Dispelling nutrition myths, ranting, and occasionally, raving

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NS school food policy is a sham and a shame

I was so proud of the Nova Scotia school food and beverage policy. It came out years before most other provinces and still seemed superior to the policy which came out in Ontario just last year. Since returning to Nova Scotia I have become increasingly disillusioned. Several people have told me about issues with foods that are currently available in schools. While it seems that some schools are adhering to the policy others are not or are at least doing so to the loosest degree possible.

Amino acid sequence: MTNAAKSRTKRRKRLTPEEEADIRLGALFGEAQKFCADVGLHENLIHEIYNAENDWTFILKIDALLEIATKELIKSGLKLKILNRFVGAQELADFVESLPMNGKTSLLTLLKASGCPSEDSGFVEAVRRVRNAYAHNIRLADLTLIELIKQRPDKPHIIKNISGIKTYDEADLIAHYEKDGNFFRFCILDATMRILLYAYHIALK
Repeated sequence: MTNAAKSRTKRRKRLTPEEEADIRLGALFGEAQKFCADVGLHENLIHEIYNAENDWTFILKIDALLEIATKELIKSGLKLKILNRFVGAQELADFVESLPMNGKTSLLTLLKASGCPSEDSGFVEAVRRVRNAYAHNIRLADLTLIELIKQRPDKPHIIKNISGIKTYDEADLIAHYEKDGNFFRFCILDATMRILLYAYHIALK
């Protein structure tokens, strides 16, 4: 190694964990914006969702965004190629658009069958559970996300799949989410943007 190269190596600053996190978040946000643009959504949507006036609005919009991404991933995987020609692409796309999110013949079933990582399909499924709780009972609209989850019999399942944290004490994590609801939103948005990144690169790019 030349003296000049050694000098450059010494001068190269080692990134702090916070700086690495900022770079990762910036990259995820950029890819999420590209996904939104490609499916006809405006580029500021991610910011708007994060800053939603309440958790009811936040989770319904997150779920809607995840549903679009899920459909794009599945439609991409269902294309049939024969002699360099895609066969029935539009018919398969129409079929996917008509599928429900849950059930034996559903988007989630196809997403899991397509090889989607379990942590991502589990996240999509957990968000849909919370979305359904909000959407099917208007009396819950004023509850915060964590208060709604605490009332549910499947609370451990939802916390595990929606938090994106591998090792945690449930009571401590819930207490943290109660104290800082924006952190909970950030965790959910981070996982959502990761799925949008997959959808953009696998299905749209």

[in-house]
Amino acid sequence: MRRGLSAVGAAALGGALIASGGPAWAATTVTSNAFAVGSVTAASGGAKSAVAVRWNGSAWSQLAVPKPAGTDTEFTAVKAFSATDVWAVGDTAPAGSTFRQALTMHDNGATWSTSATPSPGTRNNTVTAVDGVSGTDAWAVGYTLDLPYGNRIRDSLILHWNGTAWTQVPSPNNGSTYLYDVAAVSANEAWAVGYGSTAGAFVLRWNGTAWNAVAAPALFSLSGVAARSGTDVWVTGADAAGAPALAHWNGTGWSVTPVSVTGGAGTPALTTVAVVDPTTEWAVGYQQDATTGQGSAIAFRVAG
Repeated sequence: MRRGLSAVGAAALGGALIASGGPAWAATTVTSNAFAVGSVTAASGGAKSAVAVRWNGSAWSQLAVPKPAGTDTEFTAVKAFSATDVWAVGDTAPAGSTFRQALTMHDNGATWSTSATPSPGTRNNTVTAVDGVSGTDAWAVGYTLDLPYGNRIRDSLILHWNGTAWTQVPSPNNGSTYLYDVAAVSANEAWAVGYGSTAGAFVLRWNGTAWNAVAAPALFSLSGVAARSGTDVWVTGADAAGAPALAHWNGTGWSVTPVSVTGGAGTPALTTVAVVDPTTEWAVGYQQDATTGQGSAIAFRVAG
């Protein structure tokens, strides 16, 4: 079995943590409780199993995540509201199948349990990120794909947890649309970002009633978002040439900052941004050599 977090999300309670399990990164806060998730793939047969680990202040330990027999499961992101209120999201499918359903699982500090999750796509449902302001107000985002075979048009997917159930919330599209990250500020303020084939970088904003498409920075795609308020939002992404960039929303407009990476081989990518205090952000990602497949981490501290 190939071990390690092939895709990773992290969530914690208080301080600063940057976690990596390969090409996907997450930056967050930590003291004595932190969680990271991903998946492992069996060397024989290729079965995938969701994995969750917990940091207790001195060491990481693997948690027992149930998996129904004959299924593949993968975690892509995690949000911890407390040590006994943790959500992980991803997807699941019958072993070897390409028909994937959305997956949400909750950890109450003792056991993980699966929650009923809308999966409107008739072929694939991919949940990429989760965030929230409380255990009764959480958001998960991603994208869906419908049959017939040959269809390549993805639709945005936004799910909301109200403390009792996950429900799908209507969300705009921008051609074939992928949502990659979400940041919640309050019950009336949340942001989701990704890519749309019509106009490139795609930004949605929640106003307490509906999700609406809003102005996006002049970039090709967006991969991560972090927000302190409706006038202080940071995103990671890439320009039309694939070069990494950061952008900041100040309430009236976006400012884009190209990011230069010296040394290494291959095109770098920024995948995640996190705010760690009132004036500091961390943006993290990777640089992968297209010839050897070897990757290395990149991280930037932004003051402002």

The above photo was kindly provided to me by Drew Moore as evidence of the current state of school lunches. Pretty much all I see in this photo are carbs and fat. This is exactly the sort of lunch that’s going to lead children to be lethargic and inattentive in the afternoon. Another friend of mine (the one who prompted this post) asked me if there was anyway that I could get into schools and do some work with the cafeterias as the food choices are dismal. I was puzzled because of the school nutrition policy but apparently this has fallen by the wayside. She told me that large bags of popcorn are always available as well as cookies and fruit and vegetables are scarce. One of her students forgot a lunch one day so she went down to the cafeteria to get him something and came back with an orange and a piece of toast as those were the only two remotely healthy options available. Another parent told me that there’s no cafeteria in his children’s school but the snack shack doesn’t sell soda or chocolate. Upon further questioning it was revealed that there are “questionable alternatives” such as Sun Chips, fruit gummies, chocolate milk, baked chips, and chocolate granola bars. None of these seem like optimal choices to me. Just because something isn’t completely unhealthy doesn’t mean that it’s healthy. Replacing regular chips with baked chips may provide children with less fat but it’s not actually providing them with more nutrients.